Purification of Highly Active Alphavirus Replication Complexes Demonstrates Altered Fractionation of Multiple Cellular Membranes

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Pietila , M K , van Hemert , M J & Ahola , T 2018 , ' Purification of Highly Active Alphavirus Replication Complexes Demonstrates Altered Fractionation of Multiple Cellular Membranes ' , Journal of Virology , vol. 92 , no. 8 , ARTN e01852-17 . https://doi.org/10.1128/JVI.01852-17

Title: Purification of Highly Active Alphavirus Replication Complexes Demonstrates Altered Fractionation of Multiple Cellular Membranes
Author: Pietila, Maija K.; van Hemert, Martijn J.; Ahola, Tero
Contributor: University of Helsinki, Department of Microbiology
University of Helsinki, Department of Microbiology
Date: 2018-04
Language: eng
Number of pages: 19
Belongs to series: Journal of Virology
ISSN: 0022-538X
URI: http://hdl.handle.net/10138/298263
Abstract: Positive-strand RNA viruses replicate their genomes in membrane-associated structures; alphaviruses and many other groups induce membrane invaginations called spherules. Here, we established a protocol to purify these membranous replication complexes (RCs) from cells infected with Semliki Forest virus (SFV). We isolated SFV spherules located on the plasma membrane and further purified them using two consecutive density gradients. This revealed that SFV infection strongly modifies cellular membranes. We removed soluble proteins, the Golgi membranes, and most of the mitochondria, but plasma membrane, endoplasmic reticulum (ER), and late endosome markers were retained in the membrane fraction that contained viral RNA synthesizing activity, replicase proteins, and minus-and plus-strand RNA. Electron microscopy revealed that the purified membranes displayed spherule-like structures with a narrow neck. This membrane enrichment was specific to viral replication, as such a distribution of membrane markers was only observed after infection. Besides the plasma membrane, SFV infection remodeled the ER, and the cofractionation of the RC-carrying plasma membrane and ER suggests that SFV recruits ER proteins or membrane to the site of replication. The purified RCs were highly active in synthesizing both genomic and subgenomic RNA. Detergent solubilization destroyed the replication activity, demonstrating that the membrane association of the complex is essential. Most of the newly made RNA was in double-stranded replicative molecules, but the purified complexes also produced single-stranded RNA as well as released newly made RNA. This indicates that the purification established here maintained the functionality of RCs and thus enables further structural and functional studies of active RCs. IMPORTANCE Similar to all positive-strand RNA viruses, the arthropod-borne alpha-viruses induce membranous genome factories, but little is known about the arrangement of viral replicase proteins and the presence of host proteins in these replication complexes. To improve our knowledge of alphavirus RNA-synthesizing complexes, we isolated and purified them from infected mammalian cells. Detection of viral RNA and in vitro replication assays revealed that these complexes are abundant and highly active when located on the plasma membrane. After multiple purification steps, they remain functional in synthesizing and releasing viral RNA. Besides the plasma membrane, markers for the endoplasmic reticulum and late endosomes were enriched with the replication complexes, demonstrating that alphavirus infection modified cellular membranes beyond inducing replication spherules on the plasma membrane. We have developed here a gentle purification method to obtain large quantities of highly active replication complexes, and similar methods can be applied to other positive-strand RNA viruses.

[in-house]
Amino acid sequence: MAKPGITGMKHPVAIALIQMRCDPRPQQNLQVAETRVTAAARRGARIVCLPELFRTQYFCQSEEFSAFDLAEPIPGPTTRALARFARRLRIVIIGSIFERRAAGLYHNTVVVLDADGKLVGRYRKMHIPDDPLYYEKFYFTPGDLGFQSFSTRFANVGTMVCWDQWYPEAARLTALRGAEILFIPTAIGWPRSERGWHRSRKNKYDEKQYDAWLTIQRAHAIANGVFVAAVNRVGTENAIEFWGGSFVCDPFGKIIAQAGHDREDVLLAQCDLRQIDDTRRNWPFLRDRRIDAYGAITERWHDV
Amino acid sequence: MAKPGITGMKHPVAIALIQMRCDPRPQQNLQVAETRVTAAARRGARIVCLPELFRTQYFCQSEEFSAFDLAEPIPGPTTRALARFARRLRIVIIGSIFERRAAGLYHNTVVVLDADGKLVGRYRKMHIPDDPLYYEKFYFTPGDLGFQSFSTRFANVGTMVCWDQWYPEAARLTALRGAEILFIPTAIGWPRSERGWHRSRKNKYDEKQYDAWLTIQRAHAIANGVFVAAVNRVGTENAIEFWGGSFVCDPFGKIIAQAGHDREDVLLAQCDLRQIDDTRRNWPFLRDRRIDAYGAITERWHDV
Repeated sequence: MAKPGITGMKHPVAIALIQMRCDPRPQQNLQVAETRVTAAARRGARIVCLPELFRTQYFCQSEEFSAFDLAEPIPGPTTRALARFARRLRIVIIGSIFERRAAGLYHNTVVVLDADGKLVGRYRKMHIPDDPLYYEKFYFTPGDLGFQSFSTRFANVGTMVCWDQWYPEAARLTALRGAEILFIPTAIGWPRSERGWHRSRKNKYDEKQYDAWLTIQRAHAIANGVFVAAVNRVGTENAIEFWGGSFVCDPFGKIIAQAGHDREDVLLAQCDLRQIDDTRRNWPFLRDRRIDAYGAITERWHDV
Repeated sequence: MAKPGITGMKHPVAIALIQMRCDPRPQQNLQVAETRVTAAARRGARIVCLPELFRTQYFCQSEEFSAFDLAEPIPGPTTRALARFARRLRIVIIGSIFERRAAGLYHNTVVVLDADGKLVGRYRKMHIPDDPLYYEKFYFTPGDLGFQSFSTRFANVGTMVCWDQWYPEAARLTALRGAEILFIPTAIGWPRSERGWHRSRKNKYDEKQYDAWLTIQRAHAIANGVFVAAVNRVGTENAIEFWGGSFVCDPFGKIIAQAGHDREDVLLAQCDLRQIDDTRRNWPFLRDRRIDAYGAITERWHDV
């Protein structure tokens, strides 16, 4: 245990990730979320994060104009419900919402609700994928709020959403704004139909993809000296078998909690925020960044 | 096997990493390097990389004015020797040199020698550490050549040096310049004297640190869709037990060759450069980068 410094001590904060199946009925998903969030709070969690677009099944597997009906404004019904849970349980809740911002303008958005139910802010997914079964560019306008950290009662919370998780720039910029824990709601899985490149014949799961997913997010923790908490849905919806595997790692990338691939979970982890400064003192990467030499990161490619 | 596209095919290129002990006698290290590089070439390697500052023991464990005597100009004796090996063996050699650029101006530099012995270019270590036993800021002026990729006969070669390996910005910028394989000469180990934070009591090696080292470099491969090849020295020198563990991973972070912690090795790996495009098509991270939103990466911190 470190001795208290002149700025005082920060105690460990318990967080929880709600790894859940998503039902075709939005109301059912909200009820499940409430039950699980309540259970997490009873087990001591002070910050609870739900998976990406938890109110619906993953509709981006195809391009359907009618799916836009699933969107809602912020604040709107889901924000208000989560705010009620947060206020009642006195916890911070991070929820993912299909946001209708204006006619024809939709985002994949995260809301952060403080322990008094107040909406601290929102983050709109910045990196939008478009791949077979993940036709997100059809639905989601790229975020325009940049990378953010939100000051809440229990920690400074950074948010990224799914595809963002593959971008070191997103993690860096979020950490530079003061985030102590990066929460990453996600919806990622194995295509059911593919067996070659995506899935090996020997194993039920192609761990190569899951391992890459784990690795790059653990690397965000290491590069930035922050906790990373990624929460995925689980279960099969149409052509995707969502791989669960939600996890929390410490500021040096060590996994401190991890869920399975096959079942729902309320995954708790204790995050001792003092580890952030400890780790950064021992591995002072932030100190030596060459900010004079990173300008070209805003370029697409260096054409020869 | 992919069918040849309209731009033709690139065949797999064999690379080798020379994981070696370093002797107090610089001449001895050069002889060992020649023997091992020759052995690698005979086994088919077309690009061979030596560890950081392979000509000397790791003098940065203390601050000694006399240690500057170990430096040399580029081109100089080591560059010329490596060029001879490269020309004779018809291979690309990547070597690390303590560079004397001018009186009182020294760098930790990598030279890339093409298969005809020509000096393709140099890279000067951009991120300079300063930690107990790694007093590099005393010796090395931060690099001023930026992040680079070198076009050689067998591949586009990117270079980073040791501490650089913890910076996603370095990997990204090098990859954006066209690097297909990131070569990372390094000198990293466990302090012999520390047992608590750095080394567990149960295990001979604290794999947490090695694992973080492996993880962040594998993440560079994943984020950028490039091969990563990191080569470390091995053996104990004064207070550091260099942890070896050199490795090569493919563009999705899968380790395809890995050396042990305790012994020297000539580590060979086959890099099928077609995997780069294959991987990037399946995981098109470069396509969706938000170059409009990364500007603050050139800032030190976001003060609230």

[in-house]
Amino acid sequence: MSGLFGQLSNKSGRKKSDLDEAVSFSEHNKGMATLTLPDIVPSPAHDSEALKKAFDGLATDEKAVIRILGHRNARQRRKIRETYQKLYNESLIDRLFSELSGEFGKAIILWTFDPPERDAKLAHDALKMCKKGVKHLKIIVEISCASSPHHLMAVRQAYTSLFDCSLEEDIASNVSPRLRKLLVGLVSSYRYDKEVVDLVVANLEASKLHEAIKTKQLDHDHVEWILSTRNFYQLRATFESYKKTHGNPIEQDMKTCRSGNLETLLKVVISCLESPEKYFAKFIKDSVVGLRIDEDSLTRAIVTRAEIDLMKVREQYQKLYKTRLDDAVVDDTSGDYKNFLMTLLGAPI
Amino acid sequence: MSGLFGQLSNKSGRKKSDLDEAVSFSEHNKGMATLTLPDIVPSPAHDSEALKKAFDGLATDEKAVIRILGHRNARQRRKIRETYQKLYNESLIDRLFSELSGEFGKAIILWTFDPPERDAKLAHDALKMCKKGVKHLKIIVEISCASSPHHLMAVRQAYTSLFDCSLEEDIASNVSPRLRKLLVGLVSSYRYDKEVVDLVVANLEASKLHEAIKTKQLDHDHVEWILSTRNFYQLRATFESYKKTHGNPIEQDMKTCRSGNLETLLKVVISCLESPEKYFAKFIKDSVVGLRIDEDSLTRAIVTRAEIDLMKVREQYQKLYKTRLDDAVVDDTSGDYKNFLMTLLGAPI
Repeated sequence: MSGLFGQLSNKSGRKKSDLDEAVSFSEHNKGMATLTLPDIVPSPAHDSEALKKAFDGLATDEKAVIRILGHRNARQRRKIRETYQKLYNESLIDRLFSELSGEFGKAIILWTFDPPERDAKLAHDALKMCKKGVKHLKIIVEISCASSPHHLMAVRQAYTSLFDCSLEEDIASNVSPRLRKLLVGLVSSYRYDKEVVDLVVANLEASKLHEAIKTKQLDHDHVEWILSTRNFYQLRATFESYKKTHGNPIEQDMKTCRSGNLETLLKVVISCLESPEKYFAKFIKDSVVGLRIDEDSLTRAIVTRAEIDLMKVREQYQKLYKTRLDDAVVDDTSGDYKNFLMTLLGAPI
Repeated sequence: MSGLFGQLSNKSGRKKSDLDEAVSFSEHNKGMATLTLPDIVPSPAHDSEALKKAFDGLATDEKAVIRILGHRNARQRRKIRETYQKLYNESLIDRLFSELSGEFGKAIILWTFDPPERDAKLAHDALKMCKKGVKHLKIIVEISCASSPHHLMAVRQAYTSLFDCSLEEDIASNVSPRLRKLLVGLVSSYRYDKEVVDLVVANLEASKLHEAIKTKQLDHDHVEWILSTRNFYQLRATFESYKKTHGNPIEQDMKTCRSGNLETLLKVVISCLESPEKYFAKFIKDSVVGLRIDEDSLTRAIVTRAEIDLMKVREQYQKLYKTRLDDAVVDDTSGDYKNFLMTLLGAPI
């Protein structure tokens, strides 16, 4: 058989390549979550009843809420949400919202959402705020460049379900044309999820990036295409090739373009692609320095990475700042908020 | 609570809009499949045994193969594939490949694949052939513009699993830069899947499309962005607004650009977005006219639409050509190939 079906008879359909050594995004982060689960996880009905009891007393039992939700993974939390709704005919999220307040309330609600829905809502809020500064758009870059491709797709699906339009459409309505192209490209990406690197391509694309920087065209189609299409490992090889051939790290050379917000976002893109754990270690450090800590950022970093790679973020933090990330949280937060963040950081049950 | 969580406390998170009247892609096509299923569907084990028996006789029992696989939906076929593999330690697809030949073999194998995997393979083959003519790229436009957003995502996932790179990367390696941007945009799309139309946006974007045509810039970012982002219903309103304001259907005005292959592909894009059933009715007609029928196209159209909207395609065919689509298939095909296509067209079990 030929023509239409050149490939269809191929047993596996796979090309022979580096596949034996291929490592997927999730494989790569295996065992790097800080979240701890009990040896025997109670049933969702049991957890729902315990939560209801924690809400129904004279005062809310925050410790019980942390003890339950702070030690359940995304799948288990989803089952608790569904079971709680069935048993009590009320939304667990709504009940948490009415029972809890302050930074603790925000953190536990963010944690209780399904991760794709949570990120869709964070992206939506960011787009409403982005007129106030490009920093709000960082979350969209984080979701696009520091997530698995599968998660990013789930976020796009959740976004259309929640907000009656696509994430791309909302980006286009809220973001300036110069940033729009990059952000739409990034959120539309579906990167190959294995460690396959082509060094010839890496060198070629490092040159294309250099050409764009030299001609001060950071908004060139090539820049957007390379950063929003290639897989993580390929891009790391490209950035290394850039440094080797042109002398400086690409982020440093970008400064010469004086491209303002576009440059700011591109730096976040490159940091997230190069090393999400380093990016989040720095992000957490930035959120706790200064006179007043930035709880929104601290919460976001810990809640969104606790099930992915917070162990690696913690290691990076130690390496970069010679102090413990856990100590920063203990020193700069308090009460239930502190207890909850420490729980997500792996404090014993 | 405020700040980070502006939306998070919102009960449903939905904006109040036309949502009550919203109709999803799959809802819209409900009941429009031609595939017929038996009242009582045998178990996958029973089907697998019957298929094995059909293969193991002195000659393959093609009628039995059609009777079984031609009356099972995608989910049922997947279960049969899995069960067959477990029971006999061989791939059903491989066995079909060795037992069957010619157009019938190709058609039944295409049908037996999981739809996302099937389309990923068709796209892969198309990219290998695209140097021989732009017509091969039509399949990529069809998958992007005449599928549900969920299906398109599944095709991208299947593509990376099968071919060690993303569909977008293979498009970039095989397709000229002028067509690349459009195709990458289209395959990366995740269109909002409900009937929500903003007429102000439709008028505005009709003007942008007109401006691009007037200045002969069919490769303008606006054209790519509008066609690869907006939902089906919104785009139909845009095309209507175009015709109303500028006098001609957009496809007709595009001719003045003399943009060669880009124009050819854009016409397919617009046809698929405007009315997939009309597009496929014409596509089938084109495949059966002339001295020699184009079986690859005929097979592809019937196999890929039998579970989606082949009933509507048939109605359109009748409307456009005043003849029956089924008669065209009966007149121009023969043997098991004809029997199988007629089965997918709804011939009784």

Subject: alphavirus
Semliki Forest virus
replication complex
purification
RNA replication
membrane fractionation
SEMLIKI-FOREST-VIRUS
VIRAL-RNA REPLICATION
SINDBIS VIRUS
IN-VITRO
CHIKUNGUNYA VIRUS
NONSTRUCTURAL POLYPROTEINS
ENDOPLASMIC-RETICULUM
ARBOVIRUS INFECTION
PLASMA-MEMBRANE
MINUS-STRAND
1183 Plant biology, microbiology, virology
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